Multi-isotope and chemical tracing for understanding the sources and fate of macronutrients at the basin scale (MUTUAL)
- Dr Wolfram Kloppmann
BRGM Laboratory Division - FR
- Dr Daren Goody
Groundwater tracer laboratories, British Geological Survey - UK
- Pr Bernhard Mayer
Department of Geoscience Applied Geochemistry group, University of Calgary - CA
- Dr Neus Otero
Department of Geology, University of Barcelona - ES
- Dr Ben Surridge
Lancaster Environment Centre, University of Lancaster - UK
Nitrogen and phosphorous flows induce water quality degradations which are a major obstacle for reaching the “good qualitative status” of European surface and groundwater bodies aimed by the European Water Framework Directive (WFD). A diverse array of macronutrient sources and a complex network of transport pathways and reactive transformations are evident for both groundwater and surface water receptors. This diversity of sources and pathways is a key challenge for the management of natural resources. Understanding macronutrient sources and fate across large scales requires a multi-method and multi tracer approach. This STUDIUM consortium gathers both a critical mass of experience on nutrient cycling in a variety of hydroclimatic, hydrogeological and land use settings and a large variety of complementary tools in the field of environmental geochemistry. Reinforced networking among the partners will allow merging advanced tracer techniques into a diagnostic toolbox for characterising macronutrient (N and P) sources and fate in aquatic ecosystems for improved process understanding and catchment management. The regular interactions between the partners will allow for a better understanding of nitrogen and phosphorous contamination of water resources, of their speciation and transformations and of residence and transfer times of in in the different subsoil compartments.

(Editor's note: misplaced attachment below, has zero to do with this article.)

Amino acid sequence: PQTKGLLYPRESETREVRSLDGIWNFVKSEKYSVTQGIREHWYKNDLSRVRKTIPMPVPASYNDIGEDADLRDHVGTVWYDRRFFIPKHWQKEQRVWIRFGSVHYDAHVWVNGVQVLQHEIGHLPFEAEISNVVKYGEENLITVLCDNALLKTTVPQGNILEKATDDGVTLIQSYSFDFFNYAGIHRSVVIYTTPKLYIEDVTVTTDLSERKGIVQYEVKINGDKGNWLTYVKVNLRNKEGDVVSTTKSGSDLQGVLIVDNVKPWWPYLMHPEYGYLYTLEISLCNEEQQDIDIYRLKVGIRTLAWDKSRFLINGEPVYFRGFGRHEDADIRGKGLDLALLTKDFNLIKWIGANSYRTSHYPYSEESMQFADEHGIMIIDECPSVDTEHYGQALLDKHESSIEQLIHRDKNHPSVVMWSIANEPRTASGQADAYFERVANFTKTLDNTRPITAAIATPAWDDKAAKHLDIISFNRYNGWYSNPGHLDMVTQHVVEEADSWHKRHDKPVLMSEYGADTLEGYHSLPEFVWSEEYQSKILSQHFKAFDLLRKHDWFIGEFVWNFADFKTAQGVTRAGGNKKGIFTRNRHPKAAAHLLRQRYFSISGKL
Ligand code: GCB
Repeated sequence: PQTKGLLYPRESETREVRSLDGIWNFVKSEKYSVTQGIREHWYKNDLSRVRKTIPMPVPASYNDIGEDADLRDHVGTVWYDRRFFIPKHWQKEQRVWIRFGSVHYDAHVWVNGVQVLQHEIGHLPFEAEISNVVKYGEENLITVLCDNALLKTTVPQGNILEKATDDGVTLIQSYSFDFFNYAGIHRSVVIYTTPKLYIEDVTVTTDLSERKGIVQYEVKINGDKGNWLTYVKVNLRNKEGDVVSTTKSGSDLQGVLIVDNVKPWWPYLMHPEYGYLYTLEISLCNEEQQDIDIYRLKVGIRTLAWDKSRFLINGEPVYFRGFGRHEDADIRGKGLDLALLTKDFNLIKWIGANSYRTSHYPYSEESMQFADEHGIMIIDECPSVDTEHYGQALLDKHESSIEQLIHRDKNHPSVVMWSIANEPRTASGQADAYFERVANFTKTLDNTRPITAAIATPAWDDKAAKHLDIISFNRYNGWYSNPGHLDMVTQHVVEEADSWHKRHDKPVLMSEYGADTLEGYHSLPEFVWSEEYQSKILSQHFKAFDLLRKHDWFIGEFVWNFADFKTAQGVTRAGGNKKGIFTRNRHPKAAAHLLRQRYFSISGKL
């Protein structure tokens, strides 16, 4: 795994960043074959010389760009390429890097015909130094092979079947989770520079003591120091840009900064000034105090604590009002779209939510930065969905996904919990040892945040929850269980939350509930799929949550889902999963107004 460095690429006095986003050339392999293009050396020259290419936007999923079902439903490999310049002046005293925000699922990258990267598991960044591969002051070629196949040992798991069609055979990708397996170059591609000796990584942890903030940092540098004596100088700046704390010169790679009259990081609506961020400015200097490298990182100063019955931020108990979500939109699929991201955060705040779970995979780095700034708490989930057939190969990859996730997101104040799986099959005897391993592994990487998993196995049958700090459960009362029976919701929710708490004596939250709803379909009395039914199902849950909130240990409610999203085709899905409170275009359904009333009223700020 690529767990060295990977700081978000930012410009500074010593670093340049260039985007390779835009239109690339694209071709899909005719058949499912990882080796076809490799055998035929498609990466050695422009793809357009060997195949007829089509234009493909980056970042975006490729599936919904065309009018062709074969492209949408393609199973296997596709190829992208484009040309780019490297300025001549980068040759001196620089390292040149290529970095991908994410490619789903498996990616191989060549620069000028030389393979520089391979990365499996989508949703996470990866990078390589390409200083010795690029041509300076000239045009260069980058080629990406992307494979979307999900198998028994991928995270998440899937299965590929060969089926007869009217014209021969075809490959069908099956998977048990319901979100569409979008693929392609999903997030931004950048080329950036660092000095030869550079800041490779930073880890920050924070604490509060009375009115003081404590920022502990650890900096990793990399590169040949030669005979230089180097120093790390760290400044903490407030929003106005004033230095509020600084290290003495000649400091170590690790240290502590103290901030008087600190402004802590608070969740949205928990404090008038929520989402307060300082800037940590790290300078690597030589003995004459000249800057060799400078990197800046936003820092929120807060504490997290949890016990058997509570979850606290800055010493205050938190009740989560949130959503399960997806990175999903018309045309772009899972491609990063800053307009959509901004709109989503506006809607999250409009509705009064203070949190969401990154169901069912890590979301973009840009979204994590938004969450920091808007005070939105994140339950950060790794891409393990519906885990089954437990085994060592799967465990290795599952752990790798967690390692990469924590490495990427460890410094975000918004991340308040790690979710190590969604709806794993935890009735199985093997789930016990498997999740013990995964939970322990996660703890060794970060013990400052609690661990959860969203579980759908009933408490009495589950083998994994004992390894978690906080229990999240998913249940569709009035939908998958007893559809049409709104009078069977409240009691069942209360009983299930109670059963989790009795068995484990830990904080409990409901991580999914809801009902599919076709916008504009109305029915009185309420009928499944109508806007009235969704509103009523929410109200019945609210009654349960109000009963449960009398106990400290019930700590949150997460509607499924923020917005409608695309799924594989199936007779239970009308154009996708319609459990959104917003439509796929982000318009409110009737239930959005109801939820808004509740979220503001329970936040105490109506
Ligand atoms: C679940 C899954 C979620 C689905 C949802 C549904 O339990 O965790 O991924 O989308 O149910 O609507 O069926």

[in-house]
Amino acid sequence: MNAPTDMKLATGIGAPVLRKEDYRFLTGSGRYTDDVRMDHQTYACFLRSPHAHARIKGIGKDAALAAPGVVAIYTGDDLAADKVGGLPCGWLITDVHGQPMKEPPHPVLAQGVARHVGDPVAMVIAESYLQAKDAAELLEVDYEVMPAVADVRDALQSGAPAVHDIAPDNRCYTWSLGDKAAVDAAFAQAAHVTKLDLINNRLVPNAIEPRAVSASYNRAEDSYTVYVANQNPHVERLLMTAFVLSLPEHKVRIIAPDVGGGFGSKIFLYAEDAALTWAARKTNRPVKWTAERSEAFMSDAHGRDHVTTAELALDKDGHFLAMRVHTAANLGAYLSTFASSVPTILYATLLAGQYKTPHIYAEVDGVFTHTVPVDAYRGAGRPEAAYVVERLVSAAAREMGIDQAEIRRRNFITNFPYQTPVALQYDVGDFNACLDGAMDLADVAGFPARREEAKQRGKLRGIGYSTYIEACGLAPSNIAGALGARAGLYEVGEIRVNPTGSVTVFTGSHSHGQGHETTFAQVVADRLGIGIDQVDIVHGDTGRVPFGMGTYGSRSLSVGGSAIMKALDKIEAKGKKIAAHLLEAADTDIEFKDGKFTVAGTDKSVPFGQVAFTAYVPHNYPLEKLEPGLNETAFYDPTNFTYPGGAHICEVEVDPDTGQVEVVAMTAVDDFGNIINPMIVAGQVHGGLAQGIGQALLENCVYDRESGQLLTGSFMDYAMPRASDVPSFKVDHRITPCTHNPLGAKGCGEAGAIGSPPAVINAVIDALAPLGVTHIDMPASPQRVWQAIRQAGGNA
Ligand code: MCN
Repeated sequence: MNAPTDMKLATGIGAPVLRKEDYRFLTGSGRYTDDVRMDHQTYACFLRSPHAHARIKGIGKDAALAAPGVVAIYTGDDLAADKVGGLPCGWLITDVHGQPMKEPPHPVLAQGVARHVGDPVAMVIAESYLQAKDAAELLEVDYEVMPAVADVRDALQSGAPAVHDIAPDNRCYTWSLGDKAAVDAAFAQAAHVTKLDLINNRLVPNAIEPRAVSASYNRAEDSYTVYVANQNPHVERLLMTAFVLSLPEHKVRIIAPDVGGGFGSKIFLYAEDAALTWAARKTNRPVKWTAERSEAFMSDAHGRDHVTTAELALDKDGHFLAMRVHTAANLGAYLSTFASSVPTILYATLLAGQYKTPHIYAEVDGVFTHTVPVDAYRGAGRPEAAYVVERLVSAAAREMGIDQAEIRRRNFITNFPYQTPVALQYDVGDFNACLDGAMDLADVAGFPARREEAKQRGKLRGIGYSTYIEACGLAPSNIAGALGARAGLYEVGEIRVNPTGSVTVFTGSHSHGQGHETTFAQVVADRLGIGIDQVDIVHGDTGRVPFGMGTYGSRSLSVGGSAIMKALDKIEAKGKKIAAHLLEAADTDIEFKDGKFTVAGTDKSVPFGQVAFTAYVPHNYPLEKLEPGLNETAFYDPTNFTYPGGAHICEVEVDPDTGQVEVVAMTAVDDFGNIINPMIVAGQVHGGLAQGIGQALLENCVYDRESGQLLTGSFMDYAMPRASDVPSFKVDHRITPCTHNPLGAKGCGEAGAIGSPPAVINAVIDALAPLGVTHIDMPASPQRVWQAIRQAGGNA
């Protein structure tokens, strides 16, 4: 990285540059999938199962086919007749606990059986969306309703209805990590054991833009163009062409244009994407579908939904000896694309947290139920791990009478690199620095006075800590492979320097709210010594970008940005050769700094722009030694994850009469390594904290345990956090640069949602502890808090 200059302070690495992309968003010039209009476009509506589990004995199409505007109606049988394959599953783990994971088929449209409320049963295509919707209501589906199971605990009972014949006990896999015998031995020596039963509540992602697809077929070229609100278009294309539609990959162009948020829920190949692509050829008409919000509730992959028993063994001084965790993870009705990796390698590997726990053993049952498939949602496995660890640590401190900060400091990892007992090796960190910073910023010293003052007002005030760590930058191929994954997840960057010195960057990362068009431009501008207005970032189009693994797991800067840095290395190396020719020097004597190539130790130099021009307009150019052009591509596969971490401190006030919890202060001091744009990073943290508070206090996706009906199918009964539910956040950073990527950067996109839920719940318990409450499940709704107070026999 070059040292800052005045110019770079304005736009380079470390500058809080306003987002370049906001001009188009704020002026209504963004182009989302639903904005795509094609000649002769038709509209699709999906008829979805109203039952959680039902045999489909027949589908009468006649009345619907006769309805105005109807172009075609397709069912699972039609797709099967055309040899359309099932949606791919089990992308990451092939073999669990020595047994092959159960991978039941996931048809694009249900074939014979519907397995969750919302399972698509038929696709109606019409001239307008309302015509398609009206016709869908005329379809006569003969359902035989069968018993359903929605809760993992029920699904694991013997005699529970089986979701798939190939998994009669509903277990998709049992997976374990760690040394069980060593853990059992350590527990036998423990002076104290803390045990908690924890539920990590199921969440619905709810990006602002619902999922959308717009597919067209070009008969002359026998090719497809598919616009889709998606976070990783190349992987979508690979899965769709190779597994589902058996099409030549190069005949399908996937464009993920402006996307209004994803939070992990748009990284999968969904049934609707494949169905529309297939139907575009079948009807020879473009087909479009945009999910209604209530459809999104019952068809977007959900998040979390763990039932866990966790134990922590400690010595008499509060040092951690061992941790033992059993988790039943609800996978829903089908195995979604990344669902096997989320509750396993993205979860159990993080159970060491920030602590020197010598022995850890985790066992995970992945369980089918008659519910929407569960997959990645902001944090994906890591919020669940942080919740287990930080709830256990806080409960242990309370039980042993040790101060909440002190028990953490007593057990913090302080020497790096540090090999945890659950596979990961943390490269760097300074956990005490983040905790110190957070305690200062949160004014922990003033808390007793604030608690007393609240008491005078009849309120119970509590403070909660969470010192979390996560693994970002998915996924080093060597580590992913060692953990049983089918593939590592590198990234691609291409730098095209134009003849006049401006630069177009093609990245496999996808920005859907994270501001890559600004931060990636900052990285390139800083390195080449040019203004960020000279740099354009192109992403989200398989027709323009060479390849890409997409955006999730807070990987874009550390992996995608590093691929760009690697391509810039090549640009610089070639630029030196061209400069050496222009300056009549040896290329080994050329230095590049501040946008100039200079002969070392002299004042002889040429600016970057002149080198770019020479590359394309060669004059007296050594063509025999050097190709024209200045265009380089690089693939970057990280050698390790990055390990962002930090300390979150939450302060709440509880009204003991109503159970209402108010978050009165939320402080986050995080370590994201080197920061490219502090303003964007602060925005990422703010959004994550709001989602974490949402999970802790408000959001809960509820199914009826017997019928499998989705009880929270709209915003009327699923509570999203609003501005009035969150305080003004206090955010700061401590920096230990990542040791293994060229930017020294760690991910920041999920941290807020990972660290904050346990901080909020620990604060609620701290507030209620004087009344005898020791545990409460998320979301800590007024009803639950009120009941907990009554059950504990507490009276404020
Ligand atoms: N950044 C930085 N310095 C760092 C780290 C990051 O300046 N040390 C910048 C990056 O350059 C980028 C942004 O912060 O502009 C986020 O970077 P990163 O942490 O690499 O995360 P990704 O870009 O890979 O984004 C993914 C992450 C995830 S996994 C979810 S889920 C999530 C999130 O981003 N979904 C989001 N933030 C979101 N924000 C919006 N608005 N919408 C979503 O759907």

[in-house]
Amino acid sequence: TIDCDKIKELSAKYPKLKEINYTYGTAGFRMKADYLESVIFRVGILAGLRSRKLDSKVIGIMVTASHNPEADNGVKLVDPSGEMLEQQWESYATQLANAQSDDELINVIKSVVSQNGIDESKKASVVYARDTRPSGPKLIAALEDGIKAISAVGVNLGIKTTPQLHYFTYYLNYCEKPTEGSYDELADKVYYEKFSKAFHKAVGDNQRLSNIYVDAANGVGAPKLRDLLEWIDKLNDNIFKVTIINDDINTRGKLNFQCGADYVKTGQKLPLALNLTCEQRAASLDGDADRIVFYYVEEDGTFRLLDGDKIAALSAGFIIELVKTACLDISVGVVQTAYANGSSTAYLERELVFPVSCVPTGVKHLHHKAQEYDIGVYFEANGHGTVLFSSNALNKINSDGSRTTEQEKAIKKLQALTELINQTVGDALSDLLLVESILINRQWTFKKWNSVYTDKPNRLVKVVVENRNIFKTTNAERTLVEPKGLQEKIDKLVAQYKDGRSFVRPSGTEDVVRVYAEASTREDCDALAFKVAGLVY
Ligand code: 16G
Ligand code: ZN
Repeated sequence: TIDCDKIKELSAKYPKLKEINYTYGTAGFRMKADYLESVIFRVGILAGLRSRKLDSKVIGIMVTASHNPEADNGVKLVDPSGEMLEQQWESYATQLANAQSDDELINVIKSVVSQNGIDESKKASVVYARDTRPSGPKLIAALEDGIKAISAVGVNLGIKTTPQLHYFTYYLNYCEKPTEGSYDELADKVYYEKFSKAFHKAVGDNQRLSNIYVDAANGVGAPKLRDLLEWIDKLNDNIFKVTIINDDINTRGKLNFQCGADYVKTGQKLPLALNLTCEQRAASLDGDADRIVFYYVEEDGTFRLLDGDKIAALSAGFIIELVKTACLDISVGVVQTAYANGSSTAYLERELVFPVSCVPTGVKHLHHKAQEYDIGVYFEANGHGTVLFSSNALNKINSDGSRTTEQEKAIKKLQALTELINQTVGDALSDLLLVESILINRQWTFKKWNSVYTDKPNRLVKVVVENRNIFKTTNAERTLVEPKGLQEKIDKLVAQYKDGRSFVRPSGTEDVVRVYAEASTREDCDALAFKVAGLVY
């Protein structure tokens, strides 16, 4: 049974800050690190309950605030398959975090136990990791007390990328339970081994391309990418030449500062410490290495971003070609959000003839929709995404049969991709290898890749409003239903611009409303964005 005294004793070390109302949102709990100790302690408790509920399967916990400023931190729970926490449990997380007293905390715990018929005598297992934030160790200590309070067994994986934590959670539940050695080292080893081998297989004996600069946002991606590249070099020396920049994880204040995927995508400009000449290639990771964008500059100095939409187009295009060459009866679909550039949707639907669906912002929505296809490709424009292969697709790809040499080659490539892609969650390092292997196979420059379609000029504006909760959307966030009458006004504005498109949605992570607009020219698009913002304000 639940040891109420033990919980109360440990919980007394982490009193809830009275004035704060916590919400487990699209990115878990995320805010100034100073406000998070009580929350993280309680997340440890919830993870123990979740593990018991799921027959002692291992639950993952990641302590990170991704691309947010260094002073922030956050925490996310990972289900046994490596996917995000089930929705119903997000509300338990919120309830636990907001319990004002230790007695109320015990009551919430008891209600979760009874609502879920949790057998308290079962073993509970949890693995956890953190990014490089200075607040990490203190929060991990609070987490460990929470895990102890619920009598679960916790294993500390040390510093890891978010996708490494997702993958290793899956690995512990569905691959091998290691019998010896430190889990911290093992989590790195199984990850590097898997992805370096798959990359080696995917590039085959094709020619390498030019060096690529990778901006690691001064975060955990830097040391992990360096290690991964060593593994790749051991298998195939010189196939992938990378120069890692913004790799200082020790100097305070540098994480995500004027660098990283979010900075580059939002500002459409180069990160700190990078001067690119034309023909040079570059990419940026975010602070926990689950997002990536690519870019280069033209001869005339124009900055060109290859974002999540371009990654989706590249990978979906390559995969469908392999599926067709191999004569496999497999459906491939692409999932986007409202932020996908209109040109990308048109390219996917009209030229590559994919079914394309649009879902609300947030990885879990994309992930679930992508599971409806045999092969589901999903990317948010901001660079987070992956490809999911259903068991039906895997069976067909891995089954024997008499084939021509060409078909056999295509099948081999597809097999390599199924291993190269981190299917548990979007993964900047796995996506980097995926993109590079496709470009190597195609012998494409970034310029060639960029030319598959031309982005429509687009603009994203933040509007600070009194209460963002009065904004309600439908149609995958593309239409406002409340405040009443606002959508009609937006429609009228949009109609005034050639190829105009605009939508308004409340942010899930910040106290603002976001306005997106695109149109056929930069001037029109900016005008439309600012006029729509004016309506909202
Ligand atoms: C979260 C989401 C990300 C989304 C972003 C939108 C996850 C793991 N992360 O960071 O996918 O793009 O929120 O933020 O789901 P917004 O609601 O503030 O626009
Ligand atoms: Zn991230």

Main outputs will be a shared data base on chemical and isotopic fingerprints of N and P sources in a diversity of catchments worldwide as basis of a common publication, and a critical analysis of the current approaches of source- and fate identification in contaminated watersheds. A dedicated conference session at European Geosciences Union meeting EGU2018 and an international workshop organised in Orléans (Centre Region, France) will bring together international experts in the field of nutrient cycling and -tracing with a variety of regional and national stakeholders.